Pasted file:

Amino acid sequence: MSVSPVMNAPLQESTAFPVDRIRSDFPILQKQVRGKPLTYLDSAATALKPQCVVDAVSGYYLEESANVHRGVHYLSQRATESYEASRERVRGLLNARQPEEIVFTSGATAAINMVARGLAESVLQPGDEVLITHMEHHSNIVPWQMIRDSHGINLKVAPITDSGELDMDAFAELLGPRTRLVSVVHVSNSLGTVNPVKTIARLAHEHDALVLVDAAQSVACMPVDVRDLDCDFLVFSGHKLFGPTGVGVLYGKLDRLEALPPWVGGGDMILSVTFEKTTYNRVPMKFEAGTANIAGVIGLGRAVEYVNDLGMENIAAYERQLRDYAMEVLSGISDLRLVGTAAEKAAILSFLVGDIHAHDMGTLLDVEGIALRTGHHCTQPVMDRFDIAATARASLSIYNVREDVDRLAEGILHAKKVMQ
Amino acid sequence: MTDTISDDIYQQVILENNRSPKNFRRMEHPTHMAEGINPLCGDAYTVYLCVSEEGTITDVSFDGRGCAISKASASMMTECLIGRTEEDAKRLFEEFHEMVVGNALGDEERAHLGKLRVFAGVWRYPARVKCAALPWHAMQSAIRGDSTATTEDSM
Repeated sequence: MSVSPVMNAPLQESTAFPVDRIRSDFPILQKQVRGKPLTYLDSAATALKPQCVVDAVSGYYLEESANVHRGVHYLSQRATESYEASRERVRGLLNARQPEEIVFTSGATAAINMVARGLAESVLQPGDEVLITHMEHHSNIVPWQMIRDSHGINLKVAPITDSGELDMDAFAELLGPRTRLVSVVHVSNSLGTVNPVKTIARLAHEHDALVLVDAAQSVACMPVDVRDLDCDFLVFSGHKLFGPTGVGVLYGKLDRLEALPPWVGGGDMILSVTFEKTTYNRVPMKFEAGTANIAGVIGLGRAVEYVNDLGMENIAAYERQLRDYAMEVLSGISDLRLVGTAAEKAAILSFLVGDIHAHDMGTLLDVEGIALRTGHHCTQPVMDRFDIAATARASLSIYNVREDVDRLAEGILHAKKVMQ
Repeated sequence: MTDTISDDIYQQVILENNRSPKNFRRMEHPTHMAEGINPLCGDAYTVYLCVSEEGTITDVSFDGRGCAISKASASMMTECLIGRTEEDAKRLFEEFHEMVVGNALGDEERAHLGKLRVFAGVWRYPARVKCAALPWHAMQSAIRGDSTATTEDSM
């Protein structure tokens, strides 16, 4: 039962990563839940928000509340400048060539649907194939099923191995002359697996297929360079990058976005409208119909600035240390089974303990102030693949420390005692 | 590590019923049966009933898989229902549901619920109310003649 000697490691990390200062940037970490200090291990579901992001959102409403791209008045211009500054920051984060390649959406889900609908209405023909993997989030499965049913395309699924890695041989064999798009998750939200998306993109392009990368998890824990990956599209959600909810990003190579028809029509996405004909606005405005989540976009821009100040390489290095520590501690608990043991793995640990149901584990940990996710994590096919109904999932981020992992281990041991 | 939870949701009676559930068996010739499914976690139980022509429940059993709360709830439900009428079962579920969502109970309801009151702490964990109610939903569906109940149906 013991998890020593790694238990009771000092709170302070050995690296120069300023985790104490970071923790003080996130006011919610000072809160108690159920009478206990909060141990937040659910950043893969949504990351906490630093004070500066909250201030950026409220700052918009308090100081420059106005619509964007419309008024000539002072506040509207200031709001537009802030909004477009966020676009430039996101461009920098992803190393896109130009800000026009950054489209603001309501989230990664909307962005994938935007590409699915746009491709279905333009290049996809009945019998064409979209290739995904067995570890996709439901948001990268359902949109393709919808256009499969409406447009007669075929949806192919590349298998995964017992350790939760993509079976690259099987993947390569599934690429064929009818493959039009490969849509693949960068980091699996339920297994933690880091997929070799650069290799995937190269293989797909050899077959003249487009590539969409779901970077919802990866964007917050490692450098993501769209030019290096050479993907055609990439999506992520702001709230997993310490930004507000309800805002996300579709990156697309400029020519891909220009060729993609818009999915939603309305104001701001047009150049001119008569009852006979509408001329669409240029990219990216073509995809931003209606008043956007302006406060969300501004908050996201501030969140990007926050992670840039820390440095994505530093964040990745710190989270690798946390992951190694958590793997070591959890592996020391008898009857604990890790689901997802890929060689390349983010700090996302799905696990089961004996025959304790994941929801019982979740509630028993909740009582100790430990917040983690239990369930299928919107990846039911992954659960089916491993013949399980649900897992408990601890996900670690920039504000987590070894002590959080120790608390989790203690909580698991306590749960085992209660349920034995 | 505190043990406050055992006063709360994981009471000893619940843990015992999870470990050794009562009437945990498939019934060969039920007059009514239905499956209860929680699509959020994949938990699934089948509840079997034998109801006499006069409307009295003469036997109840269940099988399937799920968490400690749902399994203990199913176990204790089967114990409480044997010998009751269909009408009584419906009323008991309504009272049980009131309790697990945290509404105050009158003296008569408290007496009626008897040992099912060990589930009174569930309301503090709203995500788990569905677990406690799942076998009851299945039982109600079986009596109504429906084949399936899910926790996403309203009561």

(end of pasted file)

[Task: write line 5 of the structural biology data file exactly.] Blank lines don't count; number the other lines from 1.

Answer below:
């Protein structure tokens, strides 16, 4: 039962990563839940928000509340400048060539649907194939099923191995002359697996297929360079990058976005409208119909600035240390089974303990102030693949420390005692 | 590590019923049966009933898989229902549901619920109310003649 000697490691990390200062940037970490200090291990579901992001959102409403791209008045211009500054920051984060390649959406889900609908209405023909993997989030499965049913395309699924890695041989064999798009998750939200998306993109392009990368998890824990990956599209959600909810990003190579028809029509996405004909606005405005989540976009821009100040390489290095520590501690608990043991793995640990149901584990940990996710994590096919109904999932981020992992281990041991 | 939870949701009676559930068996010739499914976690139980022509429940059993709360709830439900009428079962579920969502109970309801009151702490964990109610939903569906109940149906 013991998890020593790694238990009771000092709170302070050995690296120069300023985790104490970071923790003080996130006011919610000072809160108690159920009478206990909060141990937040659910950043893969949504990351906490630093004070500066909250201030950026409220700052918009308090100081420059106005619509964007419309008024000539002072506040509207200031709001537009802030909004477009966020676009430039996101461009920098992803190393896109130009800000026009950054489209603001309501989230990664909307962005994938935007590409699915746009491709279905333009290049996809009945019998064409979209290739995904067995570890996709439901948001990268359902949109393709919808256009499969409406447009007669075929949806192919590349298998995964017992350790939760993509079976690259099987993947390569599934690429064929009818493959039009490969849509693949960068980091699996339920297994933690880091997929070799650069290799995937190269293989797909050899077959003249487009590539969409779901970077919802990866964007917050490692450098993501769209030019290096050479993907055609990439999506992520702001709230997993310490930004507000309800805002996300579709990156697309400029020519891909220009060729993609818009999915939603309305104001701001047009150049001119008569009852006979509408001329669409240029990219990216073509995809931003209606008043956007302006406060969300501004908050996201501030969140990007926050992670840039820390440095994505530093964040990745710190989270690798946390992951190694958590793997070591959890592996020391008898009857604990890790689901997802890929060689390349983010700090996302799905696990089961004996025959304790994941929801019982979740509630028993909740009582100790430990917040983690239990369930299928919107990846039911992954659960089916491993013949399980649900897992408990601890996900670690920039504000987590070894002590959080120790608390989790203690909580698991306590749960085992209660349920034995 | 505190043990406050055992006063709360994981009471000893619940843990015992999870470990050794009562009437945990498939019934060969039920007059009514239905499956209860929680699509959020994949938990699934089948509840079997034998109801006499006069409307009295003469036997109840269940099988399937799920968490400690749902399994203990199913176990204790089967114990409480044997010998009751269909009408009584419906009323008991309504009272049980009131309790697990945290509404105050009158003296008569408290007496009626008897040992099912060990589930009174569930309301503090709203995500788990569905677990406690799942076998009851299945039982109600079986009596109504429906084949399936899910926790996403309203009561």